ROB NELSON has a way of communicating the size of the national debt to other twentysomethings: Each person's share is big enough to buy a large pizza every college day, or take 500 friends to a U2 concert, or save 60 acres of Latin American rain forest.
Mr. Nelson is handing out fliers with this message as part of a burgeoning grass-roots effort to focus young Americans' attention on the federal budget deficit and the cost of paying for it.
Nelson, whose group is called "Lead ... or Leave" is not alone. Last week, Sen. Warren Rudman (R) of New Hampshire and former presidential candidate Paul Tsongas (D) of Massachusetts announced the formation of the Concord Coalition, which aims to "tell the truth about the country's current economic predicament and the future of the country." These two groups join Ross Perot's army of dissatisfied voters who make up United We Stand, America, which also has interests in bridging the budget gap.
Senator Rudman hopes his group can make a difference by speaking frankly to the American people. "Obviously, it has never been explained in a way that is comprehensible," Rudman said in an interview. The senator hopes to sign up millions of Americans ($25 for adults, $10 for students) over the next year.
Nelson, co-founder of Lead ... or Leave, has even greater ambitions. His organization is trying to get representatives and senators to sign a pledge to resign by 1996 if the fiscal year 1996 budget deficit is not cut in half from its current fiscal 1992 level of $333.5 billion. So far, 10 incumbents and a legion of challengers have signed the oath.
For the politicians who have signed, there is a real risk of early congressional retirement. Rep. Tom McMillen (D) of Maryland, for example, signed the pledge in August. His press secretary says Representative McMillen believes in term limits anyway and planned to leave Congress after 1998.
Other lawmakers are using the pledge in their reelection campaigns. "My grandmother has always told me that actions speak louder than words. Well, Grandma, a lot of politicians have been throwing around a lot of words for a long time about reducing the deficit, but today's the day for action," said Rep. Jim Nussle (R) of Iowa, who signed the pledge on Aug. 13.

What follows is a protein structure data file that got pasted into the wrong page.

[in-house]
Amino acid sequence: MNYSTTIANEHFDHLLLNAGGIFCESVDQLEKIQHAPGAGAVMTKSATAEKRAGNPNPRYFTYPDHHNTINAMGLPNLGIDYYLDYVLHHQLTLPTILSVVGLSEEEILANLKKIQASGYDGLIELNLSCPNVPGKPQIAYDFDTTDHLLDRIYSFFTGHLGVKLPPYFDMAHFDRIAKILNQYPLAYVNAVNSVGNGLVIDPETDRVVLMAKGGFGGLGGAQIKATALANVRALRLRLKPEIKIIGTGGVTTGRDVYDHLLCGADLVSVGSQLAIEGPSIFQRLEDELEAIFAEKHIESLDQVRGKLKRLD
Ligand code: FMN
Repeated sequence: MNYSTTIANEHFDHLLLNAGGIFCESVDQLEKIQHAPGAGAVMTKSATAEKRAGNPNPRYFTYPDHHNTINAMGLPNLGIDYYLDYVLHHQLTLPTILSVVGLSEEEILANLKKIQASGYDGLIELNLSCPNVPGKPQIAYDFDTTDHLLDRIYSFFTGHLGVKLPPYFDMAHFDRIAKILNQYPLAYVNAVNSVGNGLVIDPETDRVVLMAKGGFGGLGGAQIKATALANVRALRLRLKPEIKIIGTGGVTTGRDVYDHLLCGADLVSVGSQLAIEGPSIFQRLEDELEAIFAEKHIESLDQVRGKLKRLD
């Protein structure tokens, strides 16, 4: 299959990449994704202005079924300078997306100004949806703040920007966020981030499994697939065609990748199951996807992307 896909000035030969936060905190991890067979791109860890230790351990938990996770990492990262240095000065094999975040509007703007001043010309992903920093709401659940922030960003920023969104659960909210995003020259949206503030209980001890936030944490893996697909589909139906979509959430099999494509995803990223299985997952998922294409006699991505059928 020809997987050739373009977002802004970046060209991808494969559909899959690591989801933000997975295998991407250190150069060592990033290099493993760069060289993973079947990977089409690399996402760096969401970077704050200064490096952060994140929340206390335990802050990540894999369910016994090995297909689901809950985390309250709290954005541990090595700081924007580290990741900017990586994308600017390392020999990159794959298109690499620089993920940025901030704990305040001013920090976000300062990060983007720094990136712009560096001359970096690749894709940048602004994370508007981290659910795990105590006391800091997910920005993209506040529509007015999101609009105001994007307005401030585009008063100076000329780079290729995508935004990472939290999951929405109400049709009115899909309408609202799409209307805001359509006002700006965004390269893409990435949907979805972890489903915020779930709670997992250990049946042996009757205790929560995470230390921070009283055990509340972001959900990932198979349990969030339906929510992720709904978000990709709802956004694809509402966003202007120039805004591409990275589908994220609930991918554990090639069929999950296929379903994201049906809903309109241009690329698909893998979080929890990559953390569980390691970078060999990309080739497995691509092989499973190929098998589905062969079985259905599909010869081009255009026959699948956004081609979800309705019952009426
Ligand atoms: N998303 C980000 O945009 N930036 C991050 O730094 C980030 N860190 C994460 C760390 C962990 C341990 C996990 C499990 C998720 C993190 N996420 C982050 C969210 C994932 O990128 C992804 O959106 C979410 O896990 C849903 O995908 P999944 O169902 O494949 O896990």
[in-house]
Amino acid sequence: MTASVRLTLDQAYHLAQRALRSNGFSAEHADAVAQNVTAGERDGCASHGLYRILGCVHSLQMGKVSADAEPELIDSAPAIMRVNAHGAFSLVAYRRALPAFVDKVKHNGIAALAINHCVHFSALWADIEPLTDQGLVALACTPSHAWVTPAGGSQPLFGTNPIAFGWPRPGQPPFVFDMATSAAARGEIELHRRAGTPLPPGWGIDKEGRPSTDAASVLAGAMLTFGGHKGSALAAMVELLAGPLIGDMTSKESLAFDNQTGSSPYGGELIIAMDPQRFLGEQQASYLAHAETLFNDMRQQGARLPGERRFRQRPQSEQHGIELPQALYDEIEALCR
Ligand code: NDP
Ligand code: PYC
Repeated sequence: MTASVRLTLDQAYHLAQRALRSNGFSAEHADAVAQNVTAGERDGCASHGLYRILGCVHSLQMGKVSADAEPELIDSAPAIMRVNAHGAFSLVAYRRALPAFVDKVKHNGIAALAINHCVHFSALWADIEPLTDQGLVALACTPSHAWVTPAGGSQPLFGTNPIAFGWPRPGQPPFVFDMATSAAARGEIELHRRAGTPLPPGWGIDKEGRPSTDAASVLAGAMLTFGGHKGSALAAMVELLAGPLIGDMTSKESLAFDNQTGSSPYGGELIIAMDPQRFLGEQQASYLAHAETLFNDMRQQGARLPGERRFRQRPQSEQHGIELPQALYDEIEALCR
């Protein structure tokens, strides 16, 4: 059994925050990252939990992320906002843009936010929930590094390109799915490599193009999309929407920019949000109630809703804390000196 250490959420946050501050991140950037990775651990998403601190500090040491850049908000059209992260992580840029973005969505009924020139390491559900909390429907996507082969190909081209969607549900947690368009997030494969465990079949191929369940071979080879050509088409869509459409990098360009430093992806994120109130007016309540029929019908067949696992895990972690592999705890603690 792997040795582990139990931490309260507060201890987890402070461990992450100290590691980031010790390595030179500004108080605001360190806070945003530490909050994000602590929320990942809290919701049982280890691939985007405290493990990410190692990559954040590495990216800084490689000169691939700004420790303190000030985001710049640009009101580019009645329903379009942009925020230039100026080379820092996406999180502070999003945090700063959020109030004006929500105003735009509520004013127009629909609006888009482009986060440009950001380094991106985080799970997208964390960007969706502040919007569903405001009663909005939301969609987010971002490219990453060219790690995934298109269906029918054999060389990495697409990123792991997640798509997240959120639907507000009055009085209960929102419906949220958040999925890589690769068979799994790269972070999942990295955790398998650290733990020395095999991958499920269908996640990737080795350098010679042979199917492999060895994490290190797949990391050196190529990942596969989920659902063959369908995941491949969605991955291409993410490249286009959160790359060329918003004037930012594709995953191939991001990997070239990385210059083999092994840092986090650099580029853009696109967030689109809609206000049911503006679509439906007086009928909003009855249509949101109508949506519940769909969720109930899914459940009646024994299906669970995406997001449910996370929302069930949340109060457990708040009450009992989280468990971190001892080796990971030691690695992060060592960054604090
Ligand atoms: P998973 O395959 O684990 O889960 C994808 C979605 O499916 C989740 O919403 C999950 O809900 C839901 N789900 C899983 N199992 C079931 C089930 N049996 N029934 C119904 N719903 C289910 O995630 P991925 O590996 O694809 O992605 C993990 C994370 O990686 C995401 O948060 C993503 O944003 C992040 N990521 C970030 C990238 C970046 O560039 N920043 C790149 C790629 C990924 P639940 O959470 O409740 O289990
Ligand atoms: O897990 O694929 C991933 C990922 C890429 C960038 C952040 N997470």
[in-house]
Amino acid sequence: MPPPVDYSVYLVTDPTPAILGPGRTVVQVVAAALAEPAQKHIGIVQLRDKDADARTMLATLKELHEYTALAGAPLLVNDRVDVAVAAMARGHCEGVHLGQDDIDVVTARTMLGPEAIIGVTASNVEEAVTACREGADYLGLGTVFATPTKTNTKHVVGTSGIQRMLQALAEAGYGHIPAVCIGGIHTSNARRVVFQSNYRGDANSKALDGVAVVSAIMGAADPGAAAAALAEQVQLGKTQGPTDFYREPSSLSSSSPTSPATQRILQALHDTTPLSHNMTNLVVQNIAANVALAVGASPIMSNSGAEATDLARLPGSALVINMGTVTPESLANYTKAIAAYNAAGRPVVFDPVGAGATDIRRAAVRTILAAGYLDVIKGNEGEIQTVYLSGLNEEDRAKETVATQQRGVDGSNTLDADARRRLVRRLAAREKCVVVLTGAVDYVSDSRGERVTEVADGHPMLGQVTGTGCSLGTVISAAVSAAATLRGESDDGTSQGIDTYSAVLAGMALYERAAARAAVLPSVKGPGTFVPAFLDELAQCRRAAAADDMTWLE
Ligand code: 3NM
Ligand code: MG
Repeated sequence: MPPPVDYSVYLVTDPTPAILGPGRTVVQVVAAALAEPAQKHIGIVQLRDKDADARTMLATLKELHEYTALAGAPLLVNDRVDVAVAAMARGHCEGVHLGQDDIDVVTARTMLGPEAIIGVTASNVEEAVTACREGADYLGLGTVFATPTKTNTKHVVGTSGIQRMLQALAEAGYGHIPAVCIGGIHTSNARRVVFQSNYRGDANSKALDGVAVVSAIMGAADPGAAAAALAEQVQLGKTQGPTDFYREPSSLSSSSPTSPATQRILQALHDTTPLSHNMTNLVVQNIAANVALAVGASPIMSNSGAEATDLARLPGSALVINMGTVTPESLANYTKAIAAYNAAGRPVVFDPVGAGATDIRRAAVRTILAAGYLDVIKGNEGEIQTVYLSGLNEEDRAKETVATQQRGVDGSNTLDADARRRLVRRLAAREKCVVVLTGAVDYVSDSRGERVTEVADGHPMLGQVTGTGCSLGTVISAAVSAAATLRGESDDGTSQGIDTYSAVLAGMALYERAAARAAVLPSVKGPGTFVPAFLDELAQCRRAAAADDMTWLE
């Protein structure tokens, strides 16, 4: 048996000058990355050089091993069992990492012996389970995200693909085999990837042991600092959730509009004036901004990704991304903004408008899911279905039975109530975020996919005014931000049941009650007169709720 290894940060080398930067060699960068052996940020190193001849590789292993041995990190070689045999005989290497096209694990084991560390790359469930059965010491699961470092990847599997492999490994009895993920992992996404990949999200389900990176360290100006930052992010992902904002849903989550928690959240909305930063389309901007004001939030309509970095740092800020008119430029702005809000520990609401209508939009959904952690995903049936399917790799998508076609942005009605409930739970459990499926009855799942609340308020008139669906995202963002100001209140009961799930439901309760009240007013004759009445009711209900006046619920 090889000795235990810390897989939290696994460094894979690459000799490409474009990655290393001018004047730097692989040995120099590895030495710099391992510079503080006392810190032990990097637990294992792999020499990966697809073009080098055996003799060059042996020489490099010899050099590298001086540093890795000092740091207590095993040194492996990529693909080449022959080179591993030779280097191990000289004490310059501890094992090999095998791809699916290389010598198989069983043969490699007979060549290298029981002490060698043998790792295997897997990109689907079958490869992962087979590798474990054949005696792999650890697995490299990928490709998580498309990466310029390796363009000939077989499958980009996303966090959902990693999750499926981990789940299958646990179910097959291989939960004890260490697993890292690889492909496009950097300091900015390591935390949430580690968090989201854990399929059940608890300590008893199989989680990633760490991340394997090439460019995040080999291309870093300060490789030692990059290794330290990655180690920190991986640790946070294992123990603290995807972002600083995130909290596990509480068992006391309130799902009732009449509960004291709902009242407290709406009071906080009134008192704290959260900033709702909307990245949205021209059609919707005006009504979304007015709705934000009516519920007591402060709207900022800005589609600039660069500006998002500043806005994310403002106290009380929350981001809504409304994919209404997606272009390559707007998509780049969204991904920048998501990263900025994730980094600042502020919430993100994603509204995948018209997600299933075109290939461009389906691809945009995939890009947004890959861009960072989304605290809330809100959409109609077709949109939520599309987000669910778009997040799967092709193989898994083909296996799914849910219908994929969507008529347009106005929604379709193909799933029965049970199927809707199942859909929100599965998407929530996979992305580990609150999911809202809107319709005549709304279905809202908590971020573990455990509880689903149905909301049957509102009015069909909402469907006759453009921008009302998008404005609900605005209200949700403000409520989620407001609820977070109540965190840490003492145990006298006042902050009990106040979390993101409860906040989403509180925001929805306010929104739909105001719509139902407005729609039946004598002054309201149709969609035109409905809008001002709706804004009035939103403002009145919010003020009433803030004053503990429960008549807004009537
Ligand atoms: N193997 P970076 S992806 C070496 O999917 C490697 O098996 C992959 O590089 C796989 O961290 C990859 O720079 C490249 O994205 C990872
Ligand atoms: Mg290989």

Representative Nussle, who at 32 is the youngest member of Congress, is currently battling Rep. Dave Nagle (D) for a redistricted seat. Representative Nagle's press secretary, Barry Piatt, calls the pledge "a stunt." Instead, Nagle is an original co-sponsor of California Democratic Rep. Leon Panetta's proposal to eliminate the budget deficit by 1998. Why won't Nagle take the pledge? "He feels the country has had its fill of promises and pledges," Mr. Piatt says.
IF the grass-roots organizations make politicians and voters focus on the deficit, it can have a positive impact, budget analysts say. "It's positive if they get across the notion that it's a political problem, not a substantive problem," says Stan Collender of Price Waterhouse.
Carol Cox Wait, the head of Committee for a Responsible Federal Budget, hopes that the grass-roots organizations work up enough support to create a "political crisis." Such a crisis, she says, "might force the two sides to the negotiating table next spring."
If the new movements are having any impact on official Washington, it's not apparent. Tom Bruce, spokesman for the Office of Management and Budget, says he has never heard of Lead ... or Leave and that the OMB has no comment. The White House also had no comment.
There have been other grass-roots appeals before; some are still continuing. Peter Grace's Citizen's Against Government Waste now has 500,000 members. On Oct. 17, it plans 165 rallies around the country. "We're happy to work with anyone as long as they don't raise taxes," says Tom Schatz, executive director.
Both new groups started out of frustration at congressional and official inaction. Concord Coalition's Rudman and Senator Tsongas, after taping a session of Face the Nation from Concord, N.H., felt they might be able to do something together to focus the nation. Tsongas's presidential effort had focused heavily on the debt issue. In frustration over the budget blowout, Rudman had announced his resignation from Congress.
Lead ... or Leave's Nelson, a congressional fund-raiser, joined forces with Jon Cowan, who worked for Rep. Mel Levine (D) of California. Their motivation was the fact that "our generation will bear the largest part of the burden of the mounting debt and interest."
Although both new groups support each other, they differ on how to reach the goal. Rather than cut programs for the young, such as student loans, which Nelson says are "investments," he suggests sacrifice by the older generation. "I don't agree with him on that," says Rudman.